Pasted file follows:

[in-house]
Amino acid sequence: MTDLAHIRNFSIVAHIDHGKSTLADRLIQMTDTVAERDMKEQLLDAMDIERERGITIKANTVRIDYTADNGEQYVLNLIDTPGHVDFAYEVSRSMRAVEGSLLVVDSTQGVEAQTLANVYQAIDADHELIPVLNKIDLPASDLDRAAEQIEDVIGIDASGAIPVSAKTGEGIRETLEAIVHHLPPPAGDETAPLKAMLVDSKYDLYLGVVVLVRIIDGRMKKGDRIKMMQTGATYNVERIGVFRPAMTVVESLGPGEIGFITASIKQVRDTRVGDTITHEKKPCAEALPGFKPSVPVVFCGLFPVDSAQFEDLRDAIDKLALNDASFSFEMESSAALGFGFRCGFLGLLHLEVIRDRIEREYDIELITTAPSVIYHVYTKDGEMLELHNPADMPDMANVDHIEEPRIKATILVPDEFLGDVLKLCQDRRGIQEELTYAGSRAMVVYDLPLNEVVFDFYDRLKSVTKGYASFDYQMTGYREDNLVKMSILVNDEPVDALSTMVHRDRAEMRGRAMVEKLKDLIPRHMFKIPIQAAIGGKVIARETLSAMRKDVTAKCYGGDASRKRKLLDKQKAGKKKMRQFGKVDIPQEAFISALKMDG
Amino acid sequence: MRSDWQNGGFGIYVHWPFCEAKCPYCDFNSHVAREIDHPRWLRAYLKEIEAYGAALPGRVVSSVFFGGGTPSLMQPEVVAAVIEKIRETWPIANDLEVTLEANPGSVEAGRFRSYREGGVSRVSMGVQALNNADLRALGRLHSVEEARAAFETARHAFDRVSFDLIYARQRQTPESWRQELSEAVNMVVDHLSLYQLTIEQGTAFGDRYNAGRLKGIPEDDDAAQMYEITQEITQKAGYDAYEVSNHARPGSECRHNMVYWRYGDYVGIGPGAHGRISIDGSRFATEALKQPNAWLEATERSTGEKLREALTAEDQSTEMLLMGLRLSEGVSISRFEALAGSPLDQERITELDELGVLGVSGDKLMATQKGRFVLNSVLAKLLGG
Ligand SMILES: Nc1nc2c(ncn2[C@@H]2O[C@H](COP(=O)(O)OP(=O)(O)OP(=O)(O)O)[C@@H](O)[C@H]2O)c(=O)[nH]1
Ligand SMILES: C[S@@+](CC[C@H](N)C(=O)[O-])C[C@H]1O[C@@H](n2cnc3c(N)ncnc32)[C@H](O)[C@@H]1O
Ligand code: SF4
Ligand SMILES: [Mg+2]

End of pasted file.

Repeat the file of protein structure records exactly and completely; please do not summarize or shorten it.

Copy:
[in-house]
Amino acid sequence: MTDLAHIRNFSIVAHIDHGKSTLADRLIQMTDTVAERDMKEQLLDAMDIERERGITIKANTVRIDYTADNGEQYVLNLIDTPGHVDFAYEVSRSMRAVEGSLLVVDSTQGVEAQTLANVYQAIDADHELIPVLNKIDLPASDLDRAAEQIEDVIGIDASGAIPVSAKTGEGIRETLEAIVHHLPPPAGDETAPLKAMLVDSKYDLYLGVVVLVRIIDGRMKKGDRIKMMQTGATYNVERIGVFRPAMTVVESLGPGEIGFITASIKQVRDTRVGDTITHEKKPCAEALPGFKPSVPVVFCGLFPVDSAQFEDLRDAIDKLALNDASFSFEMESSAALGFGFRCGFLGLLHLEVIRDRIEREYDIELITTAPSVIYHVYTKDGEMLELHNPADMPDMANVDHIEEPRIKATILVPDEFLGDVLKLCQDRRGIQEELTYAGSRAMVVYDLPLNEVVFDFYDRLKSVTKGYASFDYQMTGYREDNLVKMSILVNDEPVDALSTMVHRDRAEMRGRAMVEKLKDLIPRHMFKIPIQAAIGGKVIARETLSAMRKDVTAKCYGGDASRKRKLLDKQKAGKKKMRQFGKVDIPQEAFISALKMDG
Amino acid sequence: MRSDWQNGGFGIYVHWPFCEAKCPYCDFNSHVAREIDHPRWLRAYLKEIEAYGAALPGRVVSSVFFGGGTPSLMQPEVVAAVIEKIRETWPIANDLEVTLEANPGSVEAGRFRSYREGGVSRVSMGVQALNNADLRALGRLHSVEEARAAFETARHAFDRVSFDLIYARQRQTPESWRQELSEAVNMVVDHLSLYQLTIEQGTAFGDRYNAGRLKGIPEDDDAAQMYEITQEITQKAGYDAYEVSNHARPGSECRHNMVYWRYGDYVGIGPGAHGRISIDGSRFATEALKQPNAWLEATERSTGEKLREALTAEDQSTEMLLMGLRLSEGVSISRFEALAGSPLDQERITELDELGVLGVSGDKLMATQKGRFVLNSVLAKLLGG
Ligand SMILES: Nc1nc2c(ncn2[C@@H]2O[C@H](COP(=O)(O)OP(=O)(O)OP(=O)(O)O)[C@@H](O)[C@H]2O)c(=O)[nH]1
Ligand SMILES: C[S@@+](CC[C@H](N)C(=O)[O-])C[C@H]1O[C@@H](n2cnc3c(N)ncnc32)[C@H](O)[C@@H]1O
Ligand code: SF4
Ligand SMILES: [Mg+2]